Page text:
The causes of salivary gland tumors are not clear, it is known that they occur when some cells of a salivary gland have mutations in their DNA.

Risk factor

Factors that may increase the risk of salivary gland tumors include:

  • Older age: It most commonly occur in older adults.
  • Radiation exposure: Radiation used to treat head and neck cancers, increases the risk of salivary gland tumors.
  • Workplace exposure to certain substances: such as rubber manufacturing, asbestos mining, and plumbing.
  • Gender: Salivary gland cancers are more common in men.
  • Poor nutrition poor nutrition may also be a risk factor for malignant salivary gland tumors.

Signs & Symptoms

Signs and symptoms of a salivary gland tumor may include:

  • A lump or swelling on or near your jaw or in your neck or mouth
  • Facial drooping numbness in part of your face
  • Muscle weakness on one side of your face
  • Persistent pain in the area of a salivary gland
  • Difficulty swallowing
  • Trouble opening your mouth widely
  • Sore or lump in the mouth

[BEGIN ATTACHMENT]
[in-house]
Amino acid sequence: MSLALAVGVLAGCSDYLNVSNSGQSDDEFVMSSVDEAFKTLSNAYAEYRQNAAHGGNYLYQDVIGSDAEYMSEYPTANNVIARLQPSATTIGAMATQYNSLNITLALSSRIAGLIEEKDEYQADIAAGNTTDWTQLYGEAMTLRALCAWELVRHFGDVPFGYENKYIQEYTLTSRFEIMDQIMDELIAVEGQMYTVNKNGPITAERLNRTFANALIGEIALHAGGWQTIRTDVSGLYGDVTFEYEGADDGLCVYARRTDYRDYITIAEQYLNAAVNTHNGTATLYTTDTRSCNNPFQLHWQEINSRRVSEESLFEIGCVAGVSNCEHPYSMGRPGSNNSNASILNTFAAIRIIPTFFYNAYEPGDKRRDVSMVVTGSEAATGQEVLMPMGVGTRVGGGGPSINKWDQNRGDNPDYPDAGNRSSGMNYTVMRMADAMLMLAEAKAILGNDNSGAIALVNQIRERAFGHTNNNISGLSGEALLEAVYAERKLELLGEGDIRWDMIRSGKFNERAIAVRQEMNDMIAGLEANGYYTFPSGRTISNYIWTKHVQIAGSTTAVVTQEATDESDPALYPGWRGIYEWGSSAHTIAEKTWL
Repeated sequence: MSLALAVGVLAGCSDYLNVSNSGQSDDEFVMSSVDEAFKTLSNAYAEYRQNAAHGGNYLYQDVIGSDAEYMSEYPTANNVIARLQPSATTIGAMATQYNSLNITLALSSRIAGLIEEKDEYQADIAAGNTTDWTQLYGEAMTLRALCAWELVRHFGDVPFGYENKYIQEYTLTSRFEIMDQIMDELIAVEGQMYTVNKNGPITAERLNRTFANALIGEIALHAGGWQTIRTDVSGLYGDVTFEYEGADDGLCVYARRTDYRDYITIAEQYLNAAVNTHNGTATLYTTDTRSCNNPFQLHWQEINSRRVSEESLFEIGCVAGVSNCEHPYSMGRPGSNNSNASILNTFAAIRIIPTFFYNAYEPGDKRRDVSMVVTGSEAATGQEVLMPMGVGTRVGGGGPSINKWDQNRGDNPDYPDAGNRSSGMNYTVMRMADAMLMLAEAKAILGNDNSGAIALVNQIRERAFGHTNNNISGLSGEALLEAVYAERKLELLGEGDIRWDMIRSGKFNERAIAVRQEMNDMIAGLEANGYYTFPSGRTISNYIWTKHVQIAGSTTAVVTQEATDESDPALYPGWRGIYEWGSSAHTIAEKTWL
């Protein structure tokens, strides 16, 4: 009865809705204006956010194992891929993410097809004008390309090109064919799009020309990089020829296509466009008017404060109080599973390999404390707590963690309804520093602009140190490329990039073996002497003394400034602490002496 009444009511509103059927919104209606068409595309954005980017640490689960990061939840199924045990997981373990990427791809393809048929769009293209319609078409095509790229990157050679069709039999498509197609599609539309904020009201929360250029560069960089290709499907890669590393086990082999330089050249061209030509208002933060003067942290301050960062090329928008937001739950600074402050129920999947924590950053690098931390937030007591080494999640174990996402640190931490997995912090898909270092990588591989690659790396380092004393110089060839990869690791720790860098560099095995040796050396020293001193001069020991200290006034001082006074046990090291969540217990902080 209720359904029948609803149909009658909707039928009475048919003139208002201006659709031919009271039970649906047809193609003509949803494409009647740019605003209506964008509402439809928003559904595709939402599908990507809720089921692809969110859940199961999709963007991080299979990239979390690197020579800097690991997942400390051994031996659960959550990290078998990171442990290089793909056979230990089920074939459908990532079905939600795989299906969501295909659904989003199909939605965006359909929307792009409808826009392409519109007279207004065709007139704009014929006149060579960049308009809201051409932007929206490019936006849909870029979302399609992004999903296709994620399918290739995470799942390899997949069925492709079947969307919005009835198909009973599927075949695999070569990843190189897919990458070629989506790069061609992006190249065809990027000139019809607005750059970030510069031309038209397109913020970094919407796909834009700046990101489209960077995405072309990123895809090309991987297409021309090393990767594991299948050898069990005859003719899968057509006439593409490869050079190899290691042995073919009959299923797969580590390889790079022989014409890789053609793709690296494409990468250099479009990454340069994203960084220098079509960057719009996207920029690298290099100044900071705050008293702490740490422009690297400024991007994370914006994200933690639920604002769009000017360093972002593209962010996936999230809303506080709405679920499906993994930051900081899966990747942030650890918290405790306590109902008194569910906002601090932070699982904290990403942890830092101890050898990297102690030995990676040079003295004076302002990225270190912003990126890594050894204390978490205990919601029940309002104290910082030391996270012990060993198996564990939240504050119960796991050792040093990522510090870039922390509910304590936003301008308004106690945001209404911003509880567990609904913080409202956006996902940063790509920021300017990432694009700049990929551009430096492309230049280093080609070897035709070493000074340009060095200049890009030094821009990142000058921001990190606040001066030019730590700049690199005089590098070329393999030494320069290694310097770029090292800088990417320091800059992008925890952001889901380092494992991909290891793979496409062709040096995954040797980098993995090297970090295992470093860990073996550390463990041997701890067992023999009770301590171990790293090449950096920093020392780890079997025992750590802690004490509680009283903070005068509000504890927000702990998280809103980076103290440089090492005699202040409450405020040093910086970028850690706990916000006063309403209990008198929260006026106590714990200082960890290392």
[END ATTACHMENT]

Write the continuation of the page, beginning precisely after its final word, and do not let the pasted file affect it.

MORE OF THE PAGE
• Face, neck, and mouth pain
  • Mouth bleeding


A doctor may use a variety of diagnostic tests to confirm the presence of a salivary gland tumor and to determine if the growth is malignant, including a complete medical history and physical exam, biopsy, and imaging tests.

The test includes:

  • Medical history : The doctor talks with you about your medical history. This includes signs you may have noticed, any other health conditions, medications that you are taking, and whether you smoke or drink alcohol.
  • Physical examination : Your healthcare professional will likely conduct a full physical. They'll carefully examine your mouth, face, jaw, and ears, and will look for additional symptoms.
  • Biopsy: This test helps your doctor check the cells of a growth or tumor for signs of cancer under a microscope. To complete the biopsy, your doctor or another healthcare professional will remove fluid or tissue from the area. This sample is then sent to a lab for testing and analysis.
  • Imagine test: Special x-rays may be done. These include CT scans, MRIs, or Panorex. A Panorex is an x-ray that shows the full upper and lower jaw, including the jaw and sinuses. These imaging tests provide more details about the tissue. If cancer is found, the scans can show how deep the cancer is and if it has spread.